for (count = 0, numerator = denominator = 1; count < shares.length; count++) {
      if (formula == count) continue; // If not the same value
      startposition = shares[formula][0];
      nextposition = shares[count][0];
      numerator = (numerator * -nextposition) % prime;
      denominator = (denominator * (startposition - nextposition)) % prime;
    }
    value = shares[formula][1];
    accum = (prime + accum + (value * numerator * modInverse(denominator))) % prime;
  }
  return accum;
}

$('#check').click(
  function() {
    var good = true;
    var problem = [];
    var n = parseInt($('#n').val());
    var t = parseInt($('#t').val());
    var s = parseInt($('#s').val());
    combinations([...Array(n + 1).keys()].slice(1), t).forEach(
      function(xArr) {
        var xfArr = xArr.map(
          function(x) {
            return [x, parseInt($('#f' + x).val())];
          }
        );
        var L = join(xfArr);
        if (L !== s) {
          good = false;
          problem.push(xArr);
        }
      }
    );
    $('#valid').html(good ? "True" : ("False (problematic secret sets: {" + problem.map(
      function(elem) {
        return "[" + elem.join(', ') + "]";
      }) + "})"));
  }
);

$('#n').change(
  function() {
    var inputHTML = "";
    for (var i = 1; i <= parseInt($('#n').val()); i++) {
      inputHTML += 'f(' + i + '): <input type="number" min="0" max="250" value="0" id="f' + i + '"><br>\r\n';
    }
    $('#inputs').html(inputHTML);
    validate();
  }
);

$('#t').change(
  function() {
    validate();
  }
);
<script src="https://ajax.googleapis.com/ajax/libs/jquery/2.1.1/jquery.min.js"></script>
n:
<input type="number" min="2" max="250" value="6" id="n">t:
<input type="number" min="2" max="250" value="3" id="t">s:
<input type="number" min="0" max="250" value="230" id="s">
<br>
<div id="nts-error" hidden="true">t must be less than or equal to n!</div>
<br>
<br>
<div id="inputs">
  f(1):
  <input type="number" min="0" max="250" value="35" id="f1">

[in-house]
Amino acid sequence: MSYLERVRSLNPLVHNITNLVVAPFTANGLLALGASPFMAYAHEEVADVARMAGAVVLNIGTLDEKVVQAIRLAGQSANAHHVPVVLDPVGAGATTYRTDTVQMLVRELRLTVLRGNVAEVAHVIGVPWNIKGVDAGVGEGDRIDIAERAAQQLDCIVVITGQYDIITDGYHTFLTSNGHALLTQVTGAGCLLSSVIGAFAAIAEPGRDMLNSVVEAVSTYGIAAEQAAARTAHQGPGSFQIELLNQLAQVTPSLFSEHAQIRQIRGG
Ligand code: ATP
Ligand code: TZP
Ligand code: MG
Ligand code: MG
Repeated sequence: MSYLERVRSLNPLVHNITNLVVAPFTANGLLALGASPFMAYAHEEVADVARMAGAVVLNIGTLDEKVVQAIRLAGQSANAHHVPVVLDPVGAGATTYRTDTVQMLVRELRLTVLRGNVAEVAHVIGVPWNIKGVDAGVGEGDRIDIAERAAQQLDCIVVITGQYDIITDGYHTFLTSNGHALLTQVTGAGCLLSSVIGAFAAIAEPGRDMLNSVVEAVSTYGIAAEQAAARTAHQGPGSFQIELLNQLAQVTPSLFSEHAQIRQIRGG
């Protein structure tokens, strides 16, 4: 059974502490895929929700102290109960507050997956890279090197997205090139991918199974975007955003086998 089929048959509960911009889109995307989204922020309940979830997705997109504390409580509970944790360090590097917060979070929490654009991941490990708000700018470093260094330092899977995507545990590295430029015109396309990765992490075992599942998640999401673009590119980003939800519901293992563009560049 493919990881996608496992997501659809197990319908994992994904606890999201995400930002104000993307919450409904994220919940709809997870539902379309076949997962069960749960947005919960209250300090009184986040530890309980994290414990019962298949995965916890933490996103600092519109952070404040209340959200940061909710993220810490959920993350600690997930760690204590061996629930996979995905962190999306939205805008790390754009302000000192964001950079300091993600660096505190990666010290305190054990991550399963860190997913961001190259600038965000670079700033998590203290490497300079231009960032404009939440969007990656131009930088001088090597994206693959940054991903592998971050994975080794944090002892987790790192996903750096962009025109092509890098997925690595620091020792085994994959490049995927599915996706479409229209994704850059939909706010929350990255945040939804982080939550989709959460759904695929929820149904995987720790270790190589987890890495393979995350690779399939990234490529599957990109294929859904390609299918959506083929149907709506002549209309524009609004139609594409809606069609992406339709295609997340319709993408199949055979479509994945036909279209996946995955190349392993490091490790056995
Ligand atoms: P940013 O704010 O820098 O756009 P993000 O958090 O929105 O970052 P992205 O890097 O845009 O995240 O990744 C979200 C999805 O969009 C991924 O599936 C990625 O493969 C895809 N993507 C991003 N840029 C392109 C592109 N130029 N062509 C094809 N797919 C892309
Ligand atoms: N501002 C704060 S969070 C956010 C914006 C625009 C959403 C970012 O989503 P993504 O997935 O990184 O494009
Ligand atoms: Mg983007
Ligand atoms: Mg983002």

<br>f(2):
  <input type="number" min="0" max="250" value="95" id="f2">
  <br>f(3):
  <input type="number" min="0" max="250" value="159" id="f3">
  <br>f(4):
  <input type="number" min="0" max="250" value="227" id="f4">
  <br>f(5):
  <input type="number" min="0" max="250" value="48" id="f5">
  <br>f(6):
  <input type="number" min="0" max="250" value="124" id="f6">
</div>
<br>
<input type="submit" id="check" value="Verify">
<br>
<br>Valid:
<div id="valid"></div>

Rules

  • s will be a non-negative integer less than 251, and n and t will be positive integers less than 251 and greater than 1. Furthermore, you are guaranteed that the inputs are valid (meaning t <= n).
  • Input and output can be in any reasonable, unambiguous, and consistent format.
  • Random numbers are to be sampled from a uniform distribution - each possible value should have equal probability of being chosen.
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  • 1
    \$\begingroup\$ Do we have to output z and f(z)? If I print an array of f(z)s in order, z is implied by index. [[1, 5], [2, 2], [3, 9], [4, 14]] does not contain more information than [5, 2, 9, 14]. \$\endgroup\$ – orlp Jul 7 '16 at 15:44
  • 1
    \$\begingroup\$ Challenge for doing the inverse. \$\endgroup\$ – FryAmTheEggman Jul 7 '16 at 15:45
  • \$\begingroup\$ @orlp Fair point. \$\endgroup\$ – Mego Jul 7 '16 at 15:46
  • \$\begingroup\$ Any testcases ? \$\endgroup\$ – Leaky Nun Jul 7 '16 at 15:47
  • 4
    \$\begingroup\$ @LeakyNun Since this question is tagged random, I think the verification snippet is much more valuable than test cases that will vary for each run. \$\endgroup\$ – FryAmTheEggman Jul 7 '16 at 15:50

12 Answers 12

13
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Jelly, 15 bytes

251©xX€⁵0¦ḅЀ%®

Expects t, n, and s as command-line arguments. Try it online!

How it works

251©xX€⁵0¦ḅЀ%®  Main link. Left argument: t. Right argument: n Third argument: s